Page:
(Re)Reading Benedict Anderson
I recommend Christopher Kelty's piece at Savage Minds, "Thoughts on Imagined Communities on Inauguration day." Each of Kelty's three points may be of interest to linguistic anthropologists and fellow travelers.
First, Kelty thinks about online news and the RSS feed in light of Benedict Anderson's suggestion that print capitalism, and newspapers in particular, allow people to imagine the nation united in "homogeneous empty time."
What makes the digitization of news significant then, and the advent of personalized news feeds and RSS readers troubling, is that it is now possible to imagine that my version of the New York Times is not the same as your version. Or more generally, that my sources for news are giving me an entirely different picture of the same phenomena or events or issues than yours.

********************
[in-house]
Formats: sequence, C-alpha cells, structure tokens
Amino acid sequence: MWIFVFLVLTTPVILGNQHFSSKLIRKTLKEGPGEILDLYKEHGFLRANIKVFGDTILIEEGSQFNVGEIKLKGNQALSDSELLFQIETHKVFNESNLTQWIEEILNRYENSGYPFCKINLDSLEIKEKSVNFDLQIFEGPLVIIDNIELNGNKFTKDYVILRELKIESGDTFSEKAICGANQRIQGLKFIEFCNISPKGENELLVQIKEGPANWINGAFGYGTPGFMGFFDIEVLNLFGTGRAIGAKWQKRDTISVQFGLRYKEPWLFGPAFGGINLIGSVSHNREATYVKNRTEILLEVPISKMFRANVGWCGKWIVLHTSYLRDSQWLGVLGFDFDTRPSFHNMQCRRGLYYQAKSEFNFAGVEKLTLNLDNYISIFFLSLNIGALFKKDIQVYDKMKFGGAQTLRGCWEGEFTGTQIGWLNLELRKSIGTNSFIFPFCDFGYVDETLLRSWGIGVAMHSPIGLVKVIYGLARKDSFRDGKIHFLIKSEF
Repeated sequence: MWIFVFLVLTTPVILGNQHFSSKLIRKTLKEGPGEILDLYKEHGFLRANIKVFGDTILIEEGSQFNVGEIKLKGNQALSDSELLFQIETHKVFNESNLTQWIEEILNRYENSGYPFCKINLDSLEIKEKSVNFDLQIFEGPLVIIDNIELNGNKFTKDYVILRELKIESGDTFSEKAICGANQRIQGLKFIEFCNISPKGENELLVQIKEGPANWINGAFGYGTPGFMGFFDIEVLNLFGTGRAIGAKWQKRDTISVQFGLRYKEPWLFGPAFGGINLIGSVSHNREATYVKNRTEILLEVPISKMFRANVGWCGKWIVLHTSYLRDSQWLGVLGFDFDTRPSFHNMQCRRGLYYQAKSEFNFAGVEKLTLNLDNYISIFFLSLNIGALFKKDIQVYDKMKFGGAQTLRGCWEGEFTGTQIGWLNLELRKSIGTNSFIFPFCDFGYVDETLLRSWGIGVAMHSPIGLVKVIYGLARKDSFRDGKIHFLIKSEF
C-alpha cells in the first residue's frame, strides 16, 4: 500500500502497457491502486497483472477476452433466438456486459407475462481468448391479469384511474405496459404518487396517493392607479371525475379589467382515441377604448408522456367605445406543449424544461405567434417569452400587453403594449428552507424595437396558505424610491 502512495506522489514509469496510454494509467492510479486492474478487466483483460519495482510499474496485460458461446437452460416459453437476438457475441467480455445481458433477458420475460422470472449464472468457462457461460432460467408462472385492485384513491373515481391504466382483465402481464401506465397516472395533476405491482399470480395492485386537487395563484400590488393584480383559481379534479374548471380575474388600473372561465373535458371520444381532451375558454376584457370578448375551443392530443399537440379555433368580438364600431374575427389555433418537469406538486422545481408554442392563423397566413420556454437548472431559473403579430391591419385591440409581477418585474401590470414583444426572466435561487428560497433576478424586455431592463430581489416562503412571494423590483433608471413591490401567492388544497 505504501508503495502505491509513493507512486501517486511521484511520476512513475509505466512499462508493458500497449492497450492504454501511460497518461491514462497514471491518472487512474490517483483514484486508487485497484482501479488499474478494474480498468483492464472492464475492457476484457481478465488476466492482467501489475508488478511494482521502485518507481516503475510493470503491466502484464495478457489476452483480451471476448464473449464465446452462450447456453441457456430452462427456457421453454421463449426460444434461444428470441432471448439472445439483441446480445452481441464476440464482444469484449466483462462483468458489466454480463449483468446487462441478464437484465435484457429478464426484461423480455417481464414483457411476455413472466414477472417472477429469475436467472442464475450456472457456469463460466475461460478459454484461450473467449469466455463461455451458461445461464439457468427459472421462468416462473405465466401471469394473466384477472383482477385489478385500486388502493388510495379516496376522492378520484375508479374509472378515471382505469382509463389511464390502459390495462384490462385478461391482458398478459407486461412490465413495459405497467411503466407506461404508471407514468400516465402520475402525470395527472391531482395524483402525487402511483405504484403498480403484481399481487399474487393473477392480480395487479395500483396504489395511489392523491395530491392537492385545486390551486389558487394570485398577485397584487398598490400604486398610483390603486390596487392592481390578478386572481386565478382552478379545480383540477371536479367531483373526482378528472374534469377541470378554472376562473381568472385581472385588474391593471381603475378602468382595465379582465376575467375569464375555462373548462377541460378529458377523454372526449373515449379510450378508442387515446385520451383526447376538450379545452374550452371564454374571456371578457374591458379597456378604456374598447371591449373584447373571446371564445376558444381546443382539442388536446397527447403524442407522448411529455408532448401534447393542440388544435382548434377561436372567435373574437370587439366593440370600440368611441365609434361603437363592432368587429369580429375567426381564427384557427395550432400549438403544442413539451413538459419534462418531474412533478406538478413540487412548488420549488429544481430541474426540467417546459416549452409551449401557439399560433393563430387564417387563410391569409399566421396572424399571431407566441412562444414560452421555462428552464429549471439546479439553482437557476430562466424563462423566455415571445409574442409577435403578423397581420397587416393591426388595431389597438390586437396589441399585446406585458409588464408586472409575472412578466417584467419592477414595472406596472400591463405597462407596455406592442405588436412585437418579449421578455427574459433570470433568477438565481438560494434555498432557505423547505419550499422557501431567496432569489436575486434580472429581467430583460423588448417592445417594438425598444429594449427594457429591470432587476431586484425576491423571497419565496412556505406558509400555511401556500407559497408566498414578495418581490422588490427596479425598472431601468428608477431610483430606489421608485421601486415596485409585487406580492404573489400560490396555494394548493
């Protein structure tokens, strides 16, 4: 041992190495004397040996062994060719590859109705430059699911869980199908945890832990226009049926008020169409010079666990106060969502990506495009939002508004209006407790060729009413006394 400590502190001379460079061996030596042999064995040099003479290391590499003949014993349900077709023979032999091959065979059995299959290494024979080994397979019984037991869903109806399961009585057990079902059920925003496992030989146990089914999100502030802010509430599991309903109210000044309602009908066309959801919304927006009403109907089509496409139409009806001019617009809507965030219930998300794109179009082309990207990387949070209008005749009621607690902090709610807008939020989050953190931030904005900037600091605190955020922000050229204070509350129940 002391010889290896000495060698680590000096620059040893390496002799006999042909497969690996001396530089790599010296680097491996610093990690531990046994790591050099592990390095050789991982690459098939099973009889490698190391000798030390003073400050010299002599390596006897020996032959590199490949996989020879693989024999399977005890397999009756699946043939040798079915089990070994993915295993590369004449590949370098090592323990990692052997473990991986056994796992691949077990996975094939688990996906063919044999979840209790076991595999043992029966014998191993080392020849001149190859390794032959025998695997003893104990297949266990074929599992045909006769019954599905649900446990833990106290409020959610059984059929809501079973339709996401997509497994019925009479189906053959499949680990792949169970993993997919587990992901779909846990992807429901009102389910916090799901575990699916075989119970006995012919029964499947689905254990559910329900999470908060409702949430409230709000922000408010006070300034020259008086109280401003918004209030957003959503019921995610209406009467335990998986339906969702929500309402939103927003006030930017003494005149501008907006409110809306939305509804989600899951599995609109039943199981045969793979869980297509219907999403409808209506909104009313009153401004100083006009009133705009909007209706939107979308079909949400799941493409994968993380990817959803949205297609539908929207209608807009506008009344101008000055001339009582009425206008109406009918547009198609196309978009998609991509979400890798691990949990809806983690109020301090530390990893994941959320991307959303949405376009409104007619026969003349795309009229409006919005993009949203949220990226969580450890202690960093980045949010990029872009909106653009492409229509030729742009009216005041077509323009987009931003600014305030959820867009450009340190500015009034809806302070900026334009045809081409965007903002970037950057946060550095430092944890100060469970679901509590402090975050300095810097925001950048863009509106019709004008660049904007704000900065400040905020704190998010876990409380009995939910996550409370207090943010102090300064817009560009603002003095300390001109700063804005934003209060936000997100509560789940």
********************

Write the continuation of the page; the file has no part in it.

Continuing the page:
Kelty also reflects on the links between nationalism and monolingualism, and on an odd assertion from Anderson: "We still have no giant multinationals in the world of publishing" (1991: 43).
Finally, he suggests that Anderson's notion of 'piracy' is ripe for further exploitation today. (E.g. "[The 'nation'] became available for pirating by widely different, and sometimes unexpected, hands" .)